This project space serves to support the members of the DAF Research Collaborative Danielle Vance-McMullen and Dan Heist as they seek to fill in evidence gaps about donor advised funds.
Using anonymized account-level data from DAF sponsors, they aim to discover how donor innovations can be data-driven and more effective with the wider goals of increasing the quantity and quality of giving.
For information about their work, see their website.
Recent Activity and Updates
April 2022 Update
New report released! The DAFRC’s most recent white paper, Donor-Advised Fund Account Patterns and Trends (2017-2020), is the first report from the DAFRC Data Initiative
This report is the culmination of four years of research by the Donor-Advised Fund Research Collaborative and the insights promise to be interesting and useful to the broader nonprofit sector. The research is the result of creating a first-of-its kind data set, and the report itself, building on previous existing DAF literature, will present unique analyses only made possible by this same data set.
The report includes:
- Differences among DAF accounts, including asset levels, accounts structure (endowed vs. non-endowed), and donor demographic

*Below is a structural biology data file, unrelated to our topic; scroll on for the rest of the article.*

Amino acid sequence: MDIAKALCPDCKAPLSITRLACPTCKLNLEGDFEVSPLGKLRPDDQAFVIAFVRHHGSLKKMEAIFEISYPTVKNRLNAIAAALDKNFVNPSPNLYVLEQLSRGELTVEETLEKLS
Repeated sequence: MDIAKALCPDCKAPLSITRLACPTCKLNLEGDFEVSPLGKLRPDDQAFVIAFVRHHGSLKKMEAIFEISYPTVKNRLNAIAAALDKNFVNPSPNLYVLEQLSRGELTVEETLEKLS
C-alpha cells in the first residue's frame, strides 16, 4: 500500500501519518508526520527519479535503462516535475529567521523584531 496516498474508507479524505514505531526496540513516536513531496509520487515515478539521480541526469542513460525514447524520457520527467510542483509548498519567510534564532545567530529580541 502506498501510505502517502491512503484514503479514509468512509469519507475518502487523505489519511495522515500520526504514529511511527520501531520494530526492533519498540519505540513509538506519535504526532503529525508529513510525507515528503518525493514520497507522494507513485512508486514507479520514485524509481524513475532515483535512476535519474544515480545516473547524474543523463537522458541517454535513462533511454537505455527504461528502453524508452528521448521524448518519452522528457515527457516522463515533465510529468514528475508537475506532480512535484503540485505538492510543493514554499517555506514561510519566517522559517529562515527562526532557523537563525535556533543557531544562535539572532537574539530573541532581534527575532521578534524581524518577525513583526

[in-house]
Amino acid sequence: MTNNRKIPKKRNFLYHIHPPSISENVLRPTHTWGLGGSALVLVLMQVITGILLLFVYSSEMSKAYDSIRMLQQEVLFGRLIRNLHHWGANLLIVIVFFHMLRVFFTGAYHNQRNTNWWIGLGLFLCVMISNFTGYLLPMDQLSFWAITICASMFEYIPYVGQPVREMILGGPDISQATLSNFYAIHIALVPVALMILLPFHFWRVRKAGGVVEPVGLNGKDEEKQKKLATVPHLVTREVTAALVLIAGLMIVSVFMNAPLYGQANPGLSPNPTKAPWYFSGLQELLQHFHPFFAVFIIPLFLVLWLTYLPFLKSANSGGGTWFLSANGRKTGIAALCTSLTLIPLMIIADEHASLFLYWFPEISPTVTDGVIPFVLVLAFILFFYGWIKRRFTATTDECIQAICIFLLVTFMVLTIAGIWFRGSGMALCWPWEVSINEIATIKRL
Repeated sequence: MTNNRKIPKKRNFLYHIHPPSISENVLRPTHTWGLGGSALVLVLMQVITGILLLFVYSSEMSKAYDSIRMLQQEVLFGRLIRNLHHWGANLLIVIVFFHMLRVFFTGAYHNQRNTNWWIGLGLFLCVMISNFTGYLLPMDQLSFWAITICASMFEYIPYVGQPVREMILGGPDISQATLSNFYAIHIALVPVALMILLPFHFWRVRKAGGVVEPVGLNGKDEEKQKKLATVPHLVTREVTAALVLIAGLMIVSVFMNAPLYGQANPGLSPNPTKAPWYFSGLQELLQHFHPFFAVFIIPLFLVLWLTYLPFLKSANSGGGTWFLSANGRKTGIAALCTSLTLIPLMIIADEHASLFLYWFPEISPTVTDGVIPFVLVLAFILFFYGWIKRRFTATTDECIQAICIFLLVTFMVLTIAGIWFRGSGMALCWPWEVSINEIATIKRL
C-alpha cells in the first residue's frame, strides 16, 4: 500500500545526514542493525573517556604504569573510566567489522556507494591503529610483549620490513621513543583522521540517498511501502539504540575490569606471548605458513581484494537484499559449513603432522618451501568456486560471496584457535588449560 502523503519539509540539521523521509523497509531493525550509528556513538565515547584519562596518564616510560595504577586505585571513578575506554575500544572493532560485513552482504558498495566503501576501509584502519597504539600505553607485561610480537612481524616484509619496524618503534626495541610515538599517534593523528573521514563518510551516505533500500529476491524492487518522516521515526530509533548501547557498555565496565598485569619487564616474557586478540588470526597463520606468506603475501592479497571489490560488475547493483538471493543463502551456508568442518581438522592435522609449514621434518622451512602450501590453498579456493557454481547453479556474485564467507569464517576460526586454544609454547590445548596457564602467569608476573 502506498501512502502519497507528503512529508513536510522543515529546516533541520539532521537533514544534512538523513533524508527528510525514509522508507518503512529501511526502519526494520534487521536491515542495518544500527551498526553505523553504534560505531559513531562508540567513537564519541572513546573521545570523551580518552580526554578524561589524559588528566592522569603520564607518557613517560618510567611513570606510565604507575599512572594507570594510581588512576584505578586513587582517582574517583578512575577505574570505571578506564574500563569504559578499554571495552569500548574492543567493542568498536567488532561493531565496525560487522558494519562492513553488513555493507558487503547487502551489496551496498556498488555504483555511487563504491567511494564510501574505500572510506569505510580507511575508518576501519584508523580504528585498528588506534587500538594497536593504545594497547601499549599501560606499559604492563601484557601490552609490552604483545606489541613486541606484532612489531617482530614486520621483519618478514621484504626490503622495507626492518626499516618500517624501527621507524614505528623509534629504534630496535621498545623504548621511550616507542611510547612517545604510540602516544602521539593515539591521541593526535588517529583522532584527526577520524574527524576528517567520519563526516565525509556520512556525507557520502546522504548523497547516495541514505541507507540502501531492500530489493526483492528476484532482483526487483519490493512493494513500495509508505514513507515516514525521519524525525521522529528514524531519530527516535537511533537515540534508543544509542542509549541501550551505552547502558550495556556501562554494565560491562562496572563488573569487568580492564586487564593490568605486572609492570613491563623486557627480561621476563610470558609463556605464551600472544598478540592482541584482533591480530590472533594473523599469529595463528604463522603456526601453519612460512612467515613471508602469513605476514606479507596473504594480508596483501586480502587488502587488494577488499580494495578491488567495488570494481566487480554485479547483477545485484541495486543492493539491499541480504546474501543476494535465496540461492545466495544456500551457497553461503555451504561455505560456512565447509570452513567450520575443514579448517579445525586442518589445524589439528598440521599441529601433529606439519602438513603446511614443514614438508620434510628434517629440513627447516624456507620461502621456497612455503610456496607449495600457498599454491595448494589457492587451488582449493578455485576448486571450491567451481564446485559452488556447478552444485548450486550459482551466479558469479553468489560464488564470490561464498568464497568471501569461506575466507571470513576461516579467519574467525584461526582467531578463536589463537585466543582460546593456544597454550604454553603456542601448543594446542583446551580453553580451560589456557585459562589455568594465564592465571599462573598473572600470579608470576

- Account-level patterns of contributions and grants, including payout rates and shelf life;
- Differences in giving through small, medium, and large DAFs; and,
- Changes in DAF giving over time, especially during the pandemic and economic recession of 2020.
September 2021 Update
The Donor-Advised Fund Research Collaborative (DAFRC), with the support of the Bill and Melinda Gates Foundation and in conjunction with the Lilly Family School of Philanthropy at Indiana University, has partnered with the Giving Tuesday Data Commons to collect account-level donor-advised fund (DAF) data from a variety of DAF sponsors.
To date, the DAFRC has collected data on thousands of accounts from 21 different DAF sponsor organizations, including 15 community foundations and 6 religious organizations. The data includes account characteristics such as the number of donor advisors, the age and gender of these advisors, as well as when the account was opened and what kinds of assets were contributed. The data comprises four years (2017-2020) of transaction data, including contributions made into the account, grants made out of the account, and year-end asset totals. Grant data includes detailed information about when, where, and how much was given to recipient organizations.
Overall, the dataset will allow researchers to answer a variety of questions around how individuals use DAFs, how different groups of donors may give differently through DAFs, and how giving patterns may change in different giving environments.
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